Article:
Senate Passes $1.7 Trillion Bill to Fund the Government, Aid Ukraine

The U.S. Senate passed a massive $1.7 trillion spending bill Thursday that will fund federal agencies through September of next year and provide an additional round of economic and military aid to Ukraine a day following Ukrainian President Volodymyr Zelenskyy’s poignant address to a joint session of Congress. 

The 4,155-page bill includes $858 billion for defense and would fund federal agencies and around $772.5 billion for domestic programs through the end of the fiscal year. The bill passed by a vote of 68-29 and will now go to the House for a final vote before it can move on to President Joe Biden to be signed into law. 

“This is one of the most significant appropriations packages we have done in a very long time,” said Democrat Senate Majority Leader Chuck Schumer. “The range of people it helps is large and deep.”

Lawmakers were speeding to get the bill approved before a partial government shutdown set to begin at midnight on Friday. They were motivated to complete the task before wintry conditions, and a deep freeze left them stranded in Washington for the holidays. Many legislators also want to lock in government funding before a new Republican-controlled House begins in the new year, making it more difficult to compromise on spending. 

Zelenskyy spoke about the importance of the United States aid to his country for its defense against Russia’s war on the country. The measure will provide $45 billion in economic, humanitarian, and military assistance for the damaged nation and NATO allies, even more than was requested by President Biden. This raises the total aid given to Ukraine to more than $100 billion. 

“Your money is not charity,” said Zelenskyy to lawmakers and viewers. “It’s an investment in the global security and democracy that we handle in the most responsible way.”

Lawmakers disagreed over which amendments would be voted upon to lock down a final vote rapidly. The impasses could have prevented the bill’s passage before the Friday midnight deadline. However, negotiations overnight led to a senatorial breakthrough when they gathered early Thursday morning to work on over a dozen amendments before taking a final vote.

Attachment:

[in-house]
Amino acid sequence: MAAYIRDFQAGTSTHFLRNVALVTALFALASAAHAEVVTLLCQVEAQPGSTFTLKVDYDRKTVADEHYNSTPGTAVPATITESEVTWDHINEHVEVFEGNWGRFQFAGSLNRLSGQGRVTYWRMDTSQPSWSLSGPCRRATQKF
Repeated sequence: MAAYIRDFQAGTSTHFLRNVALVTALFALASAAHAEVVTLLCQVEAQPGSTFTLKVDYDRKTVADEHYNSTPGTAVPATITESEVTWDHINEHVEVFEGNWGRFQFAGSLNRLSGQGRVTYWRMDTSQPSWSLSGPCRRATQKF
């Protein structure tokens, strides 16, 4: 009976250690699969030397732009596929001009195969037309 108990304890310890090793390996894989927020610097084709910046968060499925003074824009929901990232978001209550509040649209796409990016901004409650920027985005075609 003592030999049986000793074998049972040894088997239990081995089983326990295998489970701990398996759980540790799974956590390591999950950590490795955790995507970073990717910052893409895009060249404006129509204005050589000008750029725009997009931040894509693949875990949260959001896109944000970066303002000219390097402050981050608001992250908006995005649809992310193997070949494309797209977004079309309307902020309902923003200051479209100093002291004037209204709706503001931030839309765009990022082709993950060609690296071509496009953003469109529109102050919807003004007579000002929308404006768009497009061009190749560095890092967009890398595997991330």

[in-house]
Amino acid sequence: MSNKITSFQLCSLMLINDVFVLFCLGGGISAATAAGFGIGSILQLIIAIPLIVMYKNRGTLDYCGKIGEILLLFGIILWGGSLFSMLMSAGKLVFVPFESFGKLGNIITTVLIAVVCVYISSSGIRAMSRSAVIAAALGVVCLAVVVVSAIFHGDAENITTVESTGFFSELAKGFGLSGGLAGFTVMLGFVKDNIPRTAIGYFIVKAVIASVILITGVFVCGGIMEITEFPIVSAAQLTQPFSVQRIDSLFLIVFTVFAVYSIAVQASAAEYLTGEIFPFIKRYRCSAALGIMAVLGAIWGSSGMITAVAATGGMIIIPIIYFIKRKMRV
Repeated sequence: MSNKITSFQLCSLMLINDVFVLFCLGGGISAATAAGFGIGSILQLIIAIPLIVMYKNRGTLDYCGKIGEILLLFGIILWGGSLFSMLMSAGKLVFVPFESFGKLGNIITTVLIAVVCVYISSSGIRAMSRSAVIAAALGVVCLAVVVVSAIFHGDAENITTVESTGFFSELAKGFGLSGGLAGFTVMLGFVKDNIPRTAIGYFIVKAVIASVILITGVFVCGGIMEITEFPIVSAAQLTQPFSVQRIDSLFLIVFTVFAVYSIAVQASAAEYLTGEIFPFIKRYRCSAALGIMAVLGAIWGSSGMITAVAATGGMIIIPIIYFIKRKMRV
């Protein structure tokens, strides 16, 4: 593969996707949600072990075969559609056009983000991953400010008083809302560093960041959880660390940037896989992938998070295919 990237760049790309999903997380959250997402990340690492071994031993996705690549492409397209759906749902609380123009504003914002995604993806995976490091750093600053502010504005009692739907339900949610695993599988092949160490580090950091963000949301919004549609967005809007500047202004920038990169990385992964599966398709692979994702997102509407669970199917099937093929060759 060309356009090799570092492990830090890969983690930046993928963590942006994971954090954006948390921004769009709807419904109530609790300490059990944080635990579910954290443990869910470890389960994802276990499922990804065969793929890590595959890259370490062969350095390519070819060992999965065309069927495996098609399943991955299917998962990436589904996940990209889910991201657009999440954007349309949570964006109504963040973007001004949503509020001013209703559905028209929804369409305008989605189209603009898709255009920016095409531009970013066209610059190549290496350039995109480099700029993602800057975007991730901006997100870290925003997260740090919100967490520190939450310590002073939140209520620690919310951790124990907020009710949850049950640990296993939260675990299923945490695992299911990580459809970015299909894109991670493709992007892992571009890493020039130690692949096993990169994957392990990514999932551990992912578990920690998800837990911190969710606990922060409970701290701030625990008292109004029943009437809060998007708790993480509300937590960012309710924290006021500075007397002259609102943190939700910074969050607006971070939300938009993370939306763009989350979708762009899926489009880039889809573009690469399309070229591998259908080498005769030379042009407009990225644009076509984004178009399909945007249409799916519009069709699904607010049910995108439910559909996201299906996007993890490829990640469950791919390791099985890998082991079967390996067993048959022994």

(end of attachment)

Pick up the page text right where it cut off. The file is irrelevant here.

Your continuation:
The House can only take up the bill on Friday morning. Although it’s expected to pass, Democrat House Majority Leader Steny Hoyer of Maryland said the chamber would also work to ensure government services continue by approving stopgap spending legislation before the bill is signed into law. 

Schumer, McConnell both supported bill

Schumer and Senate Republican Minority leader Mitch McConnell supported the bill for different reasons. McConnell cited the almost 10% boost in defense spending included in the bill, which will give the Armed Forces the certainty and funding needed to ensure the country’s security. 

“The world’s greatest military will get the funding increase it needs, outpacing inflation,” McConnell said. “Meanwhile, non-defense, non-veterans spending will come in below the rate of inflation for a real-dollar cut.”

McConnell faced Republican pushback from many who resent being forced to vote on such a massive package with very little time before a possible shutdown and the Christmas holiday. 

“There has not been enough time for a single person to read this bill. The bill and process ignores soaring inflation, rising interest rates, and our ballooning debt of $31 trillion,” said Republican Senator Rand Paul of Kentucky. “Enough is enough.”

Eighteen Republican senators joined Democrats to vote for the bill. 

Democrat Senator Patrick Leahy of Vermont is retiring after serving as the current chairman of the Senate Appropriations Committee and in the Senate for 48 years. He negotiated the bill for months along with Senator Richard Shelby of Alabama, the ranking Republican on the committee, who was elected in 1986 and is also retiring. 

“What a capstone to a brilliant career,” said Schumer. 

The bill also contains around $40 billion in emergency spending in the United States, primarily to assist communities recovering from hurricanes, drought, and other natural disasters. 

Scores of policy changes not related to the spending lawmakers sought to include in what will be the last significant bill of the Congress, or they will have to begin from scratch next year in a Congress divided where Republicans will be in the majority in the House. 

One of the most significant examples was a revision of federal election law that focuses on preventing any future presidential candidates or presidents from trying to overturn the results of an election.